Matthew Vaughn hasn't made a bad film yet. From the genre defining Kick Ass to the only other good X-Men film, the British director continues to knock it out of the park regardless of whatever genre he's dabbling in. With that said, it comes as no surprise that Vaughn's throwback to the spy films of the '60s, Kingsman: The Secret Service, set the new benchmark that every spy thriller will be compared against going forward. Combining an enjoyable sense of camp with moments of seriousness, Kingsman utterly embraces its retro influences, creating a thoroughly enjoyable action film that boasts some of the most satisfying moments of the year. Even more impressively, just when you think the movie has peaked it keeps on going, delivering set piece after set piece, unthinkably continuing to better itself.


Whiplash

Whiplash

It was a shame it took so much effort to get non-believers to actually sit down to watch Whiplash. "That drumming movie?" faceless masses who hate fun would bark. "Sounds boring" they'd continue, probably at the same time as signing the petition to get Kanye West kicked out of Glastonbury. In reality though, Whiplash, despite its initial appearances as "the drumming movie", proved to be anything other than boring.

With the hostile and aggressive back and forth between Miles Teller's obnoxious musical prodigy and J.K Simmons' vitriolic bully of a conductor providing an utterly engrossing human dynamic to the film, Whiplash achieved a sense of tension and unpredictability that puts most horror movies to shame. While Simmons' character became more and more terrifying as the movie progressed, the constant escalation in general, echoed by the increasing intensity of the musical interludes, culminated in a fever pitch of a climax that had everyone in the cinema on the edge of their seat. A feat even more impressive considering the final twenty minutes is essentially nothing other than an extended drum solo.


Mad Max: Fury Road

Mad Max: Fury Road

Who'd have thought that action films would have made for some of the best films of the year so far in 2015? Between John Wick and Mad Max: Fury Road, it seems that the genre is undergoing a kind of renaissance as far as well-crafted and tightly choreographed cinematic releases go. But Fury Road has proved to be the most memorable so far because of just how impossible the whole thing seemed to be. Suffering delay after delay in production and with some horror stories of over budget reshoots happening late last year, this Mad Max revival seemed sure to be one of the first big flops of 2015.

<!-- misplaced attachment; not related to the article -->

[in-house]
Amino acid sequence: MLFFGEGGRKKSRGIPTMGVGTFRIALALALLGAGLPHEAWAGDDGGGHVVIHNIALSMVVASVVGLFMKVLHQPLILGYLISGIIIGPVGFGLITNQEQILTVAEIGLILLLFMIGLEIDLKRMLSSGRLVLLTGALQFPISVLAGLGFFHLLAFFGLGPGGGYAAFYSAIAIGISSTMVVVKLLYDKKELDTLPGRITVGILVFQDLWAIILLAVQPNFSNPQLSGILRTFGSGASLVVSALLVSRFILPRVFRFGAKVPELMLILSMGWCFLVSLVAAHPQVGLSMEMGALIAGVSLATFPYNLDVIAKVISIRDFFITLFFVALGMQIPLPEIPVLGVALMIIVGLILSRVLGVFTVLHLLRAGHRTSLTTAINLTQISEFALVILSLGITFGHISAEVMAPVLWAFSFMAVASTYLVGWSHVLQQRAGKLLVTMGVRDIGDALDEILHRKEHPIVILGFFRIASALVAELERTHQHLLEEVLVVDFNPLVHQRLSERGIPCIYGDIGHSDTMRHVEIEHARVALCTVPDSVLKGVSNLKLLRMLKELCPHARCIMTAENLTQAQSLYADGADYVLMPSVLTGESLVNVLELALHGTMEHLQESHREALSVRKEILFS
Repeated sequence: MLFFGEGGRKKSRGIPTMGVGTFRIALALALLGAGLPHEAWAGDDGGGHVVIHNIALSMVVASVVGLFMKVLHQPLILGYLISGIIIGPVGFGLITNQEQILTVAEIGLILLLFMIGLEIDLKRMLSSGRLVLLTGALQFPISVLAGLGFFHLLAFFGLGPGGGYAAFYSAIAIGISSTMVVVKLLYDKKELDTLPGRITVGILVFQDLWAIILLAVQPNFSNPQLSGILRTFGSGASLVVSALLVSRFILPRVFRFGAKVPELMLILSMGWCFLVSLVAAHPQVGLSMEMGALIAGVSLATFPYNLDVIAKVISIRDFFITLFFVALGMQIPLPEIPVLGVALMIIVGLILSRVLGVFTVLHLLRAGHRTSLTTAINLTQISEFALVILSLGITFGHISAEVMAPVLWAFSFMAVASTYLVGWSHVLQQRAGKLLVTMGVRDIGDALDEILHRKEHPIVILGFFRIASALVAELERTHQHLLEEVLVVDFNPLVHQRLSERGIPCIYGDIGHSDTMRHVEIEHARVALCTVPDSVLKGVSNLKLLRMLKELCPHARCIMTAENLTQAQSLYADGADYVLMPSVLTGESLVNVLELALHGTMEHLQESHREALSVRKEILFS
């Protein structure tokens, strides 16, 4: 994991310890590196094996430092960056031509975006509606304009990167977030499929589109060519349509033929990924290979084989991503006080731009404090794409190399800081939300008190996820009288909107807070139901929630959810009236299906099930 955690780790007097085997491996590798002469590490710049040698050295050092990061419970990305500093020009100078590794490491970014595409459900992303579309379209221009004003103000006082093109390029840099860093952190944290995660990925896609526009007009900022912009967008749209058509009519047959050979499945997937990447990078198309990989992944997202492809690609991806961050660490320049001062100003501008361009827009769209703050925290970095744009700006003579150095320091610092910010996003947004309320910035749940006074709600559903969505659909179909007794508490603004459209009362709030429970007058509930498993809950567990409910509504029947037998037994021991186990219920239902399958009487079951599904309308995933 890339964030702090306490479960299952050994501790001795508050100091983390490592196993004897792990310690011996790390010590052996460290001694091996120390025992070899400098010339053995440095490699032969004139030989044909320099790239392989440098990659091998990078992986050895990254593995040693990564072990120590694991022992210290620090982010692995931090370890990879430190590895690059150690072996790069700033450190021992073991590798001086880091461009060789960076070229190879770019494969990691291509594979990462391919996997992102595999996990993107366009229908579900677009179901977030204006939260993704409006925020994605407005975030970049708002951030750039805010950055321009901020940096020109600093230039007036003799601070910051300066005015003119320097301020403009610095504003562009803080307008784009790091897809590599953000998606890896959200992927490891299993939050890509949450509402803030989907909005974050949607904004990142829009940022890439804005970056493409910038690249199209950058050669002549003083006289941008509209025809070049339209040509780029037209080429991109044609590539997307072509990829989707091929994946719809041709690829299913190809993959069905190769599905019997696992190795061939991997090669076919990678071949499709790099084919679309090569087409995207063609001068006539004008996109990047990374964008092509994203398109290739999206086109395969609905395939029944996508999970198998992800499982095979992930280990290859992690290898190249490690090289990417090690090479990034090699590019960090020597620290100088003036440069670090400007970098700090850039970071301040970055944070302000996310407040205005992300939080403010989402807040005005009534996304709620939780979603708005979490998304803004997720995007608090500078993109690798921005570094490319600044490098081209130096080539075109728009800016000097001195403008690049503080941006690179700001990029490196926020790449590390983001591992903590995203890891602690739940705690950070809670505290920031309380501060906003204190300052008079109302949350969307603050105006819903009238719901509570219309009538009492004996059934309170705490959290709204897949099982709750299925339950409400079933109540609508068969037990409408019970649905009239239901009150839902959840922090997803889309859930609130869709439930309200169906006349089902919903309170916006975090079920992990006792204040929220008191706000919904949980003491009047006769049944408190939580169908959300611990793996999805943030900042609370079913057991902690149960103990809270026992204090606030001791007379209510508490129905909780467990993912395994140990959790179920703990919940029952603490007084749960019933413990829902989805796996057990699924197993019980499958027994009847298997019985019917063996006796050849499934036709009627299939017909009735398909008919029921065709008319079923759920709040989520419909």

But that didn't happen, and Fury Road roared onto cinema screens, showing everyone that even ridiculous things like flame-throwing guitarists and skeletor-esque baddies can be taken seriously if they're in a film good enough to pull them off. With an awe-inspiring visual style that tells so much of the story through simple images, Fury Road is probably going to be one of the most distinctive films of the year, as George Miller has created a unique experience that you can be sure won't be replicated in any other film this year.


Ex Machina

Ex Machina

Ex Machina always looked as if it was going to be pretty solid; written and directed by Alex Garland, someone who's been producing pitch-perfect screenplays for well over a decade now, the film is an absolute tour de force in almost every possible way. Subverting audience expectations at every turn, just when you think Ex Machina is going to go off the rails down a more generic, predictable route, Garland consistently pulls the rug out from under the audience.

For such a high-concept film, it's outstanding that Ex Machina never puts a foot wrong, as its science fiction tale of creating synthetic AI women (a concept which becomes darker and darker as you delve further into the warped psyche of Oscar Isaac's unstable prodigy) threatens to become problematic with just about every new plot twist. But the film never derails, and stays on course to become one of the most intense, inventive and original movies of the past six months. If this doesn't show up again on the end of the year round up then damn, we must have had a good 2015.